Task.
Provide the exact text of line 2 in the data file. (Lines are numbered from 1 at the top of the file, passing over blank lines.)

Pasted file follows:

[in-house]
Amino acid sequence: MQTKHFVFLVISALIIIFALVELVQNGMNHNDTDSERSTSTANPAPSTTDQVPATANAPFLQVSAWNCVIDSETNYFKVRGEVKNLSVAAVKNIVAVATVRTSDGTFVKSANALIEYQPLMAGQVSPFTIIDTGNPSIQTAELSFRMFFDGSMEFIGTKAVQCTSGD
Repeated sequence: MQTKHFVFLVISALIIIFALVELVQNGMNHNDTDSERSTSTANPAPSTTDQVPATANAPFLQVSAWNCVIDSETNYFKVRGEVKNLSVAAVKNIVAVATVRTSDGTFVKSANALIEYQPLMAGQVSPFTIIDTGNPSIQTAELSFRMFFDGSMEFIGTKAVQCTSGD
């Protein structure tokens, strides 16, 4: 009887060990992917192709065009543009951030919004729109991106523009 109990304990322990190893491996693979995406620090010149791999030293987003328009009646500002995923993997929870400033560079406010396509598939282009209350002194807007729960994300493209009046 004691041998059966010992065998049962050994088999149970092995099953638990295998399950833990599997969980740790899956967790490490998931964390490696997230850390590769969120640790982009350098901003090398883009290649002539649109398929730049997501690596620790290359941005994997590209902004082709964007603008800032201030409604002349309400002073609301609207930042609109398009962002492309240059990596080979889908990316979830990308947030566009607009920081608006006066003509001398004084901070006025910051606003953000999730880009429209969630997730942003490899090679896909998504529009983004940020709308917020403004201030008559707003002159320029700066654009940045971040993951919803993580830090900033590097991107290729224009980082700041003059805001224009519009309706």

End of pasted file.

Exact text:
Amino acid sequence: MQTKHFVFLVISALIIIFALVELVQNGMNHNDTDSERSTSTANPAPSTTDQVPATANAPFLQVSAWNCVIDSETNYFKVRGEVKNLSVAAVKNIVAVATVRTSDGTFVKSANALIEYQPLMAGQVSPFTIIDTGNPSIQTAELSFRMFFDGSMEFIGTKAVQCTSGD